Gin vs Vodka: Which is Better

by John Staughton (BASc, BFA) last updated -

Gin and vodka are both known to be two very distinct spirits. While the former is known for its herbaceous and floral flavor, the latter has no taste or odor whatsoever. In the debate of gin vs vodka, it can be easy to mix up these two clear liquors, but after taking a sip, you’ll be able to differentiate between the two. Let’s find out more.

Gin vs Vodka

There are many differences between the two alcoholic beverages, let us take a look at them in detail below.

What are Gin and Vodka?

They are both clear, grain-based liquors.

  • Vodka originated in Russia and the tradition of vodka has spread throughout Eastern Europe, where it is often drunk straight after intense chilling.
  • Gin was created by the Dutch primarily as a medicinal drink and is now popular around the world as a cocktail mixer.
A glass of gin and a glass of vodka kept next to each other as a way of differentiation

Vodka is virtually tasteless while gin often has distinctive herbal notes. Photo Credit: Shutterstock

How to Make?

Both spirits are distilled liquors made from various grains and vegetables such as potatoes.

  • Vodka is primarily made from either rye, wheat or potato starch that has been fermented. Water is then added to the alcohol, producing a clear, tasteless drink [1]
  • Gin is distilled from any kind of grain mash, usually dependent on the dominant crop of the region in which it is being made. It is then flavored with botanicals, producing a herbal character, most famously juniper, which possesses the same distinct taste of gin.


  • Vodka is by definition supposed to be tasteless. The more tasteless a vodka, the better it is.
  • The flavor of gin, on the other hand, depends on the juniper berries for its distinct taste, which is often paired with other flavors, such as citrus or cucumber. [2]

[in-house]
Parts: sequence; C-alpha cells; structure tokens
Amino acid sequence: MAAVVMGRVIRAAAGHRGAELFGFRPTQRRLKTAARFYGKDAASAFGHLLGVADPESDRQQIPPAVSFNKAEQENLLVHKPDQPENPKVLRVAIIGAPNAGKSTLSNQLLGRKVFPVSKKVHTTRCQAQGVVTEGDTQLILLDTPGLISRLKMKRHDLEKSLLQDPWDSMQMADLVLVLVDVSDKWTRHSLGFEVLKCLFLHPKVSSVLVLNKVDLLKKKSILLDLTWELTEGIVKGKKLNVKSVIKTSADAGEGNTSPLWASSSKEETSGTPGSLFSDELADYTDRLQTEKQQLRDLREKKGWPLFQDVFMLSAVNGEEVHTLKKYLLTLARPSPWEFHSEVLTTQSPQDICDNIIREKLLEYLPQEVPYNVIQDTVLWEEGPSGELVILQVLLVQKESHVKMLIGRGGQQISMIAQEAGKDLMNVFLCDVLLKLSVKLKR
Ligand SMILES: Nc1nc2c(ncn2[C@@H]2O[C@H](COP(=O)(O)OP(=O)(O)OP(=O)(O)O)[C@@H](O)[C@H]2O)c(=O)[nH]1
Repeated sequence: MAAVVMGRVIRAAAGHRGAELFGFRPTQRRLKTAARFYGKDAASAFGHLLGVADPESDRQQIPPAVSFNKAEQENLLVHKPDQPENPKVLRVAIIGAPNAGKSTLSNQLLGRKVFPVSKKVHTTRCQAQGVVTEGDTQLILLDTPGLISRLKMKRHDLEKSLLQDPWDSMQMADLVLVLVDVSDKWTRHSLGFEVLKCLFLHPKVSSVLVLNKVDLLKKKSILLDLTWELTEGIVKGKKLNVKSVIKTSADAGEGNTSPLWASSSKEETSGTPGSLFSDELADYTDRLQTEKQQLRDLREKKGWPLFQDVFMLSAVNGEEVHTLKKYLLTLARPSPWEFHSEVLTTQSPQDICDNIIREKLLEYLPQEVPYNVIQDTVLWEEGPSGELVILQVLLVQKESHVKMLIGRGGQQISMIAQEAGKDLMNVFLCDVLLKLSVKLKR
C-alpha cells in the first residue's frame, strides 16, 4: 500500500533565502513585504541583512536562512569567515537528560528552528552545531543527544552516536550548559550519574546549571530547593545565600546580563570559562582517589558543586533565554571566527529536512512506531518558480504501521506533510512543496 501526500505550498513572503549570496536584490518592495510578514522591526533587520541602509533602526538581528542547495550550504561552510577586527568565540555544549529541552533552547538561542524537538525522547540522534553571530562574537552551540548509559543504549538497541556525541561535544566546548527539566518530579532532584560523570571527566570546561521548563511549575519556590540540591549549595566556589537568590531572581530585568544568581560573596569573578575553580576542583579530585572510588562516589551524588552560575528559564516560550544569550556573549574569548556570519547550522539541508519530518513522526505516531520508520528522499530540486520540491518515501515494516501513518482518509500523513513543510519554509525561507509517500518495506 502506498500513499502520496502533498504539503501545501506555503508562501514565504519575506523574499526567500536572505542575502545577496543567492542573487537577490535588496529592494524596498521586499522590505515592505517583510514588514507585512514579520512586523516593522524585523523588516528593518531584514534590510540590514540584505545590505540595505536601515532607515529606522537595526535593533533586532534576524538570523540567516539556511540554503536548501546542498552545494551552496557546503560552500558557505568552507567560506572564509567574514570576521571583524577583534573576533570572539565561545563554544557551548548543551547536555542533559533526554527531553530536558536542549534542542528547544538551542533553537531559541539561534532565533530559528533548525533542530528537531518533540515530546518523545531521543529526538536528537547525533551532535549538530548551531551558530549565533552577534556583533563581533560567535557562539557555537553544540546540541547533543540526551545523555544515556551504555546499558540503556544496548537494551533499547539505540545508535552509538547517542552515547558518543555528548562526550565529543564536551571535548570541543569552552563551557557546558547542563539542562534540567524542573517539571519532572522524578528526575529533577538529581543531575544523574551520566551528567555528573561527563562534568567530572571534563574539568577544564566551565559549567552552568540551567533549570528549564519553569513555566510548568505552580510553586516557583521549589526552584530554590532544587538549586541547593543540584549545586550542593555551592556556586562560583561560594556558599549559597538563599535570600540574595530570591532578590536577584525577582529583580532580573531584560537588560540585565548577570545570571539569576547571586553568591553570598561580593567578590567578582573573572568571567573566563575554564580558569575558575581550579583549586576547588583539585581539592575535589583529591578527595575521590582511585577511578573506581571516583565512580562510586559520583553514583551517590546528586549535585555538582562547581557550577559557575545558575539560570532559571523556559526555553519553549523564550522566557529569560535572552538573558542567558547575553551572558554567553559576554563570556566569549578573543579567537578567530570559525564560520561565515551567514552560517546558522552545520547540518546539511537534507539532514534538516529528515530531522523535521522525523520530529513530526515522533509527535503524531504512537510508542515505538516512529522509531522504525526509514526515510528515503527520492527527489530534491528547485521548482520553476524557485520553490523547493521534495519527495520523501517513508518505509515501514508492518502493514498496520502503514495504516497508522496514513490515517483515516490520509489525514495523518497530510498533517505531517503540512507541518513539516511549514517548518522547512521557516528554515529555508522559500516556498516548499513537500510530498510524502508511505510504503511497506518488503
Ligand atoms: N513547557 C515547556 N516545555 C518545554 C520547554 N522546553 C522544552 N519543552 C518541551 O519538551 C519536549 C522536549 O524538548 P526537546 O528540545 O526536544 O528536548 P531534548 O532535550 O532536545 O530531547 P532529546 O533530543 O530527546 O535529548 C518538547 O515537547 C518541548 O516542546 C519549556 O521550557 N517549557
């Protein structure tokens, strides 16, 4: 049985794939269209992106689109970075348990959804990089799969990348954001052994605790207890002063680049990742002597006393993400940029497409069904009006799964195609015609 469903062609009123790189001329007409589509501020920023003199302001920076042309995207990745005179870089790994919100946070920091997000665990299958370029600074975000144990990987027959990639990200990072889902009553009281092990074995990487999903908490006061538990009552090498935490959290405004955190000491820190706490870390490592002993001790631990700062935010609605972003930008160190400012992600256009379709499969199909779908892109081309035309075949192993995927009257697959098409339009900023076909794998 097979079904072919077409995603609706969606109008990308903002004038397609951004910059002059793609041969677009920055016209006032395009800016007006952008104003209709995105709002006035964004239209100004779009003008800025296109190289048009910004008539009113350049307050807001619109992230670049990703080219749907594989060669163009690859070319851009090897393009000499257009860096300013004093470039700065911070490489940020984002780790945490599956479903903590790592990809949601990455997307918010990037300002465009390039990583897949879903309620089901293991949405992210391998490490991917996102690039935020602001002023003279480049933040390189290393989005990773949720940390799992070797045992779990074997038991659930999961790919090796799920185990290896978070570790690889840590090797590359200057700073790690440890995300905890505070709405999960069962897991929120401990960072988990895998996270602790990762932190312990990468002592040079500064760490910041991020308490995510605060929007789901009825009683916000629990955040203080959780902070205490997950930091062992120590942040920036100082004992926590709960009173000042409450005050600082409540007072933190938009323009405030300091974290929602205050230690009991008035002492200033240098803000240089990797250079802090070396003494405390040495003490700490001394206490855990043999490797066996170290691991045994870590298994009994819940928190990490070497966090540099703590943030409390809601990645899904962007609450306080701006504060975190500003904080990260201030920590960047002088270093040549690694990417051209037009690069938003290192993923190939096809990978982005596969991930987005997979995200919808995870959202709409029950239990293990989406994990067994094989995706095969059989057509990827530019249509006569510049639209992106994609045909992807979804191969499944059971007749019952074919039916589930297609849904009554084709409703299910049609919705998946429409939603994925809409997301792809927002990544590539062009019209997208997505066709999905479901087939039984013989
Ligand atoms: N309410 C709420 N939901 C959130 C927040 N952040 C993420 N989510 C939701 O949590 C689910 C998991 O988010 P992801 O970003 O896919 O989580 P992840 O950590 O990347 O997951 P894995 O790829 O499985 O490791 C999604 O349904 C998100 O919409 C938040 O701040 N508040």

According to the USDA, 1.5 ounces of either gin or vodka contains roughly 100 calories, with zero carbs. [3]

Alcohol Content

Alcohol by volume (ABV) is the standard measure of alcohol content in any beverage, expressed as a percentage. Given the high alcohol content, both are typically served in small quantities. The alcohol content in vodka can range from 35 to 46 percent ABV, whereas gin’s ABV generally ranges from 35-40 percent. [4]


Distilled liquors such as gin and vodka are often preferred over beer or wine by people who are watching their calorie intake because of their low sugar and carbohydrate content.

Gin Vs Vodka: Which is Better?

Fans of gin might argue that gin is the healthier drink due to the added botanicals, but standard nutrition guidelines show that the two liquors are very similar. In terms of which liquor is stronger, that depends entirely on the brand and the country of origin.

How To Drink?

Vodka: Vodka is one of the most popular spirits in the world because of its versatility in cocktails. Some of the most famous cocktails in the world mix vodka with tomato juice (Bloody Mary), orange juice (screwdriver), or vermouth (martinis). You can mix it with any other liquid, from sodas, sweet fruit juices to tonic water, creamy liqueurs, and regular water.

Gin: Due to its dry, herbal, and refreshing taste, gin lends itself well to cocktails too. It doesn’t have a sugary taste and thus goes well with fruit juices. The perfect combination is gin and tonic. Another classic combination is gin and cucumber. It also goes well with the addition of a mixer like lemonade or ginger ale. However, the best way to enjoy the drink is to have it neat.

Word of Caution: There are adverse risks associated with alcohol consumption. Intake of alcohol, if done in an excessive manner, can lead to short-term and long-term health risks such as alcohol abuse and addiction. According to the Centers for Disease Control and Prevention, people who should not drink alcohol include women who are pregnant, individuals younger than 21 years of age, and people who are recovering from alcoholism or cannot control the amount they drink. Also, it should be avoided by people who are planning to drive or any other activity that requires focus and skill. [5] Protection Status
About the Author

John Staughton is a traveling writer, editor, publisher and photographer with English and Integrative Biology degrees from the University of Illinois in Champaign-Urbana (USA). He co-founded the literary journal, Sheriff Nottingham, and now serves as the Content Director for Stain’d Arts, a non-profit based in Denver, Colorado. On a perpetual journey towards the idea of home, he uses words to educate, inspire, uplift and evolve.

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